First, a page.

Naturally, schools should be open to students of all abilities. The premises should be adapted to ensure students can get into the premises and access all its amenities.

However, everyone must be able to get out in an emergency. We need to consider people with mobility and sensory impairment as well as those with intellectual and emotional impairment and how they may respond in an emergency. Think about both the hardware and the software when you ask yourself these questions…

*Can we use lifts in an emergency?
*Do we have procedures in place?
*Do we have properly trained and equipped staff?
*Can individuals with special needs be accommodated within the general evacuation procedure or will they require a Personal Emergency Evacuation Plan (PEEP)?

Guided by Government, the Fire Risk Assessors Competency Council (a stakeholder group supported by the fire safety industry) drafted a set of competency criteria and signposted ways of assessing the competency of fire risk assessment organisations

Guided by Government, the Fire Risk Assessors Competency Council (a stakeholder group supported by the fire safety industry) drafted a set of competency criteria and signposted ways of assessing the competency of fire risk assessment organisations

In the past, schools used to employ simple fire alarm systems comprising a few call points and bells. False alarms were rare and the consequences minor. Now, most buildings will have an alarm system with automatic fire detectors, mostly smoke detectors that will often be monitored by operators at an Alarm Receiving Centre (ARC). Smoke detectors respond equally to the smoke from fires as well as dust, steam and smoke from burning toast in the staff room, for example, which has led to more false alarms.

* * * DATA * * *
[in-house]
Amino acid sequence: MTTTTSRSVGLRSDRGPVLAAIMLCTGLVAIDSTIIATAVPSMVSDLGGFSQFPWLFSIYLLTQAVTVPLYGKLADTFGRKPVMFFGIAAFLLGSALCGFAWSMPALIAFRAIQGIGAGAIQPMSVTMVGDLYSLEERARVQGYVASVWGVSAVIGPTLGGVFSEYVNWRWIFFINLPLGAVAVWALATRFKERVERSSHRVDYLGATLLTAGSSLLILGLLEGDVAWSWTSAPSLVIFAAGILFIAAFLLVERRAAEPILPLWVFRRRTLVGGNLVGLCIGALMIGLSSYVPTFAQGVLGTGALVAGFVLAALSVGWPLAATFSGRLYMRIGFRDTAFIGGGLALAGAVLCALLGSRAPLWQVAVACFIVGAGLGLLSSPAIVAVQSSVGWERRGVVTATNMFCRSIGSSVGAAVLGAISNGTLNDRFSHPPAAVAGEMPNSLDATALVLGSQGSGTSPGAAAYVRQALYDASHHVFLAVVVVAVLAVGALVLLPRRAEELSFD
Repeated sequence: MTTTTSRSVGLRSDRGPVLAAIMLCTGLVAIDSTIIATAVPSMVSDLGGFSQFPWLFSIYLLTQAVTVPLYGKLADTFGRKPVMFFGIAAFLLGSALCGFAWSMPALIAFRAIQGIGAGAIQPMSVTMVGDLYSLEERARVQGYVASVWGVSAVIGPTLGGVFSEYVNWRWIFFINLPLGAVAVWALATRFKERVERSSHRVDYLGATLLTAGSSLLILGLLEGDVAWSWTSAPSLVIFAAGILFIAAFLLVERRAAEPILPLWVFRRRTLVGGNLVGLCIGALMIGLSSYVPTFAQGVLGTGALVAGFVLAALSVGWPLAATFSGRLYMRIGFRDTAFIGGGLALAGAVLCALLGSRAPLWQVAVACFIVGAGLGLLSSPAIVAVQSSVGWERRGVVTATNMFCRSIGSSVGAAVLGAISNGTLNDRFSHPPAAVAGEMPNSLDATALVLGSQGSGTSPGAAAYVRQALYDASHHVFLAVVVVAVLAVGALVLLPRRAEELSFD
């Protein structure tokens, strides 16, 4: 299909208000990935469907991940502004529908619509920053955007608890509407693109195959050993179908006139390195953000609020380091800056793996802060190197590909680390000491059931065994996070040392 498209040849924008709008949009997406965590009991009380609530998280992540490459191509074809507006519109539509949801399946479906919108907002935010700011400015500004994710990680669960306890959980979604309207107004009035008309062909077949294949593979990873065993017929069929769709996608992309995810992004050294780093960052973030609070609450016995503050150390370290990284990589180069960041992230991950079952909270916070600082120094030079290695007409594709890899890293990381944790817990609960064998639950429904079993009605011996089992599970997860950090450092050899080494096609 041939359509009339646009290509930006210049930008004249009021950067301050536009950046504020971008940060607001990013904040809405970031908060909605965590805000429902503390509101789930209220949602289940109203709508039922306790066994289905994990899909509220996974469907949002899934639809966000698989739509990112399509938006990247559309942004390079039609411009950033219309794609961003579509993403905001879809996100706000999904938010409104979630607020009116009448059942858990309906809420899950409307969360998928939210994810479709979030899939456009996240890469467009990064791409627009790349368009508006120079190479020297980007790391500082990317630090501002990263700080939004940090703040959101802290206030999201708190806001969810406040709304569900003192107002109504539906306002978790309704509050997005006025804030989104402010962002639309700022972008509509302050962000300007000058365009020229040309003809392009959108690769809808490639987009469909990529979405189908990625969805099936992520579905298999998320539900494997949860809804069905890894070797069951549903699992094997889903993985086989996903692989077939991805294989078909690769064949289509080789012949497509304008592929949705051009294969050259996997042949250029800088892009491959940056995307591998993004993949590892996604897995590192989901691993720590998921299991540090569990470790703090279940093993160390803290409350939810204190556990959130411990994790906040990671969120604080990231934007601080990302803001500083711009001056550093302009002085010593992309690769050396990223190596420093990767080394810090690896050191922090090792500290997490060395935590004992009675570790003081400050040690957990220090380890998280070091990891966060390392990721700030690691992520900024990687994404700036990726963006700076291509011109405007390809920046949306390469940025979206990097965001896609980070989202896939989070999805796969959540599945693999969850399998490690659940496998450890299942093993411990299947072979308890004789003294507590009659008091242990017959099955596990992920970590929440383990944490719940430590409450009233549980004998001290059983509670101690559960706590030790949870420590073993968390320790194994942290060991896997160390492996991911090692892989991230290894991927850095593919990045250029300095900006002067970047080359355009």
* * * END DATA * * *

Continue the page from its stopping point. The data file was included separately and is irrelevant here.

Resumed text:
The FIA has a website dedicated to false alarms. Visit: http://www.fia.uk.com/en/cut-false-alarm-costs for more information.

Understanding your Fire Service

Over the last few years, the Fire and Rescue Service (FRS) across England and Wales has been under severe pressure to reduce costs. Stations are being closed and the number of fire fighters reduced. Automatic calls to the FRS are frequently ‘challenged’ and, depending on where you are, an automatic signal relayed to the FRS via an ARC would be classed as ‘unconfirmed’. This may result in fewer fire fighters attending on an initial basis, with the crew arriving at normal road speed (no sirens or flashing lights) – or, in some cases, not at all.

It’s important that you find out about your local FRS’ policy. Also, give the ARC instructions to call key holders as well as the FRS. When the premises are occupied, someone should make a 999 call rather than relying on the ARC in the event of a real fire.

Most people assume the fire brigade will rescue everyone and save the building. This needs to be examined a little more closely. Legally, and morally, if we are responsible for premises and the people on/in them, that responsibility includes being able to get everyone to safety in an emergency. If fire fighters have to rescue people it indicates we have failed.

We should not have to rely on the brigade to evacuate people, and that includes those with special needs. Moreover, they – ie the brigade – will not risk fire fighters’ lives trying to save your property. This means that once a fire becomes established in a building the brigade will tend to attack the fire from outside. Sadly, this often results in the total loss of the building.

Listen to the experts